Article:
Below are some of the most common reasons your dog may be breathing faster than normal. While we try to cover as many possible options, remember that some symptoms may appear for other conditions too. Your vet is the person who can best diagnose your dog, so it’s a good idea to visit them for medical advice. 

Laryngeal Paralysis

The dog’s larynx, also known as the voice box, is located at the back of the throat on top of the trachea and is responsible for the speech and noises that dogs make. Problems with the larynx may lead to air resistance, where a dog may not get enough oxygen in the lungs and interrupt regular airflow. Neck trauma, along with other kinds of underlying health issues may cause laryngeal paralysis in dogs.

However, the cause in older dogs tends to be unknown — researchers believe this could be a component of a condition called geriatric onset laryngeal paralysis and polyneuropathy (GOLPP). Dogs that suffer from this condition may develop esophageal dysfunction and generalized muscle weakness. Laryngeal paralysis is often found in dogs like Labrador Retrievers, German Shepherds, and Golden Retrievers. 

Severe cases of laryngeal paralysis may lead to acute respiratory distress. If you notice your puppy breathing fast while sleeping, get veterinary care immediately. All dogs can significantly benefit from a visit with your veterinarian who will be able to provide an accurate diagnosis of your pet.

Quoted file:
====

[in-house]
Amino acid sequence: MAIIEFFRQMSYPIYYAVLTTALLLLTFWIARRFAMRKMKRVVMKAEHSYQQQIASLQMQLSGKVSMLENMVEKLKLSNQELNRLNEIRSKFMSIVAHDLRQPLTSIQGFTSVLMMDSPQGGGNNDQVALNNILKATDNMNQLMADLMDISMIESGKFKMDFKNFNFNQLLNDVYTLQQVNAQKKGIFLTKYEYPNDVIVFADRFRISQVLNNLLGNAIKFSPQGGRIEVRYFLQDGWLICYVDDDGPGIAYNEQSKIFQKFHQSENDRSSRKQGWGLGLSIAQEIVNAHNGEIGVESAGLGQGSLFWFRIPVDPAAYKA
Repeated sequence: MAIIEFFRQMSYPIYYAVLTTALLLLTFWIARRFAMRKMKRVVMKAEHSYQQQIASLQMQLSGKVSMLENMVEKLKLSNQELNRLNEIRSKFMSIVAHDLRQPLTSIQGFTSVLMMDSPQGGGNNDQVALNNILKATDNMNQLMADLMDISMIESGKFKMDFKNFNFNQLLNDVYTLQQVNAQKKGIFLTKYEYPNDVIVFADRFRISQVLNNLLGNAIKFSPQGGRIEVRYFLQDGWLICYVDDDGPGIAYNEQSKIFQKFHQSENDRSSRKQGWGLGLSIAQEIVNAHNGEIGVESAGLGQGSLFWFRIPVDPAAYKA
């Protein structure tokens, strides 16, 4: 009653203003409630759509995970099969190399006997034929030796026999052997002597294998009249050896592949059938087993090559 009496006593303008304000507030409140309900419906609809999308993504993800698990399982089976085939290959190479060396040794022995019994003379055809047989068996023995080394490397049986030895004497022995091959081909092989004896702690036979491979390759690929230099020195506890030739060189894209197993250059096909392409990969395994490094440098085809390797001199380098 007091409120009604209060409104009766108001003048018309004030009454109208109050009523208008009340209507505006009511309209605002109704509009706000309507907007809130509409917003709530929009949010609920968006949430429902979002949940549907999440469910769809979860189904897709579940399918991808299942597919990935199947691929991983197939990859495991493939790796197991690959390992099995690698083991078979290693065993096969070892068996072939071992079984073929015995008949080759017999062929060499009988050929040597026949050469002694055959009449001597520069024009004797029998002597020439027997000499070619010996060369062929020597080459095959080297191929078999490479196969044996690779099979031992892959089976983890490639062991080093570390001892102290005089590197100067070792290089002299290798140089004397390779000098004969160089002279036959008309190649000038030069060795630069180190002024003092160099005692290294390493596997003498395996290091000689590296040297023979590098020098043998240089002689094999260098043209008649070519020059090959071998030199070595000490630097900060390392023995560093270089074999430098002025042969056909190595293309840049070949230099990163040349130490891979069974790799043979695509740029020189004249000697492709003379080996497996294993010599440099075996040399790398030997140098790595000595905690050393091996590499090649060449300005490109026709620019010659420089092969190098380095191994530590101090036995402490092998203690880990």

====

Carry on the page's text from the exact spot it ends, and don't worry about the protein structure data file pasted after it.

Tracheal Collapse

The trachea is a tube-shaped structure that runs from the neck to the chest and splits into the main airways located in the lungs. It functions by delivering oxygen through the circulatory system and expelling carbon dioxide out of our dog’s body. A healthy trachea will be made up of cartilaginous rings and soft tissue structures known as the dorsal tracheal membrane. 

But as your dog ages, the membrane can shrink and the rings may lose their rigidity, causing a compression of your dog’s airway. When this happens, your dog will have a smaller amount of space for air to move around. During breathing, the trachea will collapse and your dog won’t be able to get much air in and out of the lungs. 

This condition will lead to coughing which sounds like a honking goose, respiratory problems, and rapid breathing. While tracheal collapse may happen in any dog breed, it is more common with Boston Terriers, Shih Tzus, Chihuahuas, Toy Poodles, Pomeranians, and other smaller dogs. Moreover, health conditions such as obesity could make your pup more susceptible to tracheal collapse.

Pneumonia and Respiratory Infections 

A wide range of viral, fungal, and bacterial agents can enter a dog’s respiratory system, where they can become stuck in the trachea and cause inflammation. Kennel cough is a trachea infection that can be caused by many different viruses and bacteria. Fortunately, dogs with mild cases of kennel cough will experience a harsh cough and should still be able to breathe normally.